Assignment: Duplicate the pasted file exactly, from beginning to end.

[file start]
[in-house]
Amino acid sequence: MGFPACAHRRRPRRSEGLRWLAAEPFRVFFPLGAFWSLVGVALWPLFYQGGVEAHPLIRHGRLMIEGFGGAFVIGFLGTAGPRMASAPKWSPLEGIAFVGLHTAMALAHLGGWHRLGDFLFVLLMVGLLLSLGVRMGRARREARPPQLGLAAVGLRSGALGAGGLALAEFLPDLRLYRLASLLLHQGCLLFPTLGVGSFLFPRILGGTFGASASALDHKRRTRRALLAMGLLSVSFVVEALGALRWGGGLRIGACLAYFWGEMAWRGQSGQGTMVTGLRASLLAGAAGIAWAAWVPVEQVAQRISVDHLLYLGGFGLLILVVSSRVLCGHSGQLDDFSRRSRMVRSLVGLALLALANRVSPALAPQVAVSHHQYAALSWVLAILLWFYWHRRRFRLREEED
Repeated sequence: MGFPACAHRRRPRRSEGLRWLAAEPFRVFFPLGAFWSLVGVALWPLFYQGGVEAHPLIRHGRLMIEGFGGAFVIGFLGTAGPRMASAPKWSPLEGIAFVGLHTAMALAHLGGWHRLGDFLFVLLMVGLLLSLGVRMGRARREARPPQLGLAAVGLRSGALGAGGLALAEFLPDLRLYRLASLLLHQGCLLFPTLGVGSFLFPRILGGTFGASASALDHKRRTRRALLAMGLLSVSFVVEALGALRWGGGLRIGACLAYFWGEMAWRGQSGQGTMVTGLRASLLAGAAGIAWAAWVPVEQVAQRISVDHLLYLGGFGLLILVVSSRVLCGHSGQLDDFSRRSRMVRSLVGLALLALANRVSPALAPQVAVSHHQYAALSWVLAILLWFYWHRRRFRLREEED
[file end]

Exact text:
[in-house]
Amino acid sequence: MGFPACAHRRRPRRSEGLRWLAAEPFRVFFPLGAFWSLVGVALWPLFYQGGVEAHPLIRHGRLMIEGFGGAFVIGFLGTAGPRMASAPKWSPLEGIAFVGLHTAMALAHLGGWHRLGDFLFVLLMVGLLLSLGVRMGRARREARPPQLGLAAVGLRSGALGAGGLALAEFLPDLRLYRLASLLLHQGCLLFPTLGVGSFLFPRILGGTFGASASALDHKRRTRRALLAMGLLSVSFVVEALGALRWGGGLRIGACLAYFWGEMAWRGQSGQGTMVTGLRASLLAGAAGIAWAAWVPVEQVAQRISVDHLLYLGGFGLLILVVSSRVLCGHSGQLDDFSRRSRMVRSLVGLALLALANRVSPALAPQVAVSHHQYAALSWVLAILLWFYWHRRRFRLREEED
Repeated sequence: MGFPACAHRRRPRRSEGLRWLAAEPFRVFFPLGAFWSLVGVALWPLFYQGGVEAHPLIRHGRLMIEGFGGAFVIGFLGTAGPRMASAPKWSPLEGIAFVGLHTAMALAHLGGWHRLGDFLFVLLMVGLLLSLGVRMGRARREARPPQLGLAAVGLRSGALGAGGLALAEFLPDLRLYRLASLLLHQGCLLFPTLGVGSFLFPRILGGTFGASASALDHKRRTRRALLAMGLLSVSFVVEALGALRWGGGLRIGACLAYFWGEMAWRGQSGQGTMVTGLRASLLAGAAGIAWAAWVPVEQVAQRISVDHLLYLGGFGLLILVVSSRVLCGHSGQLDDFSRRSRMVRSLVGLALLALANRVSPALAPQVAVSHHQYAALSWVLAILLWFYWHRRRFRLREEED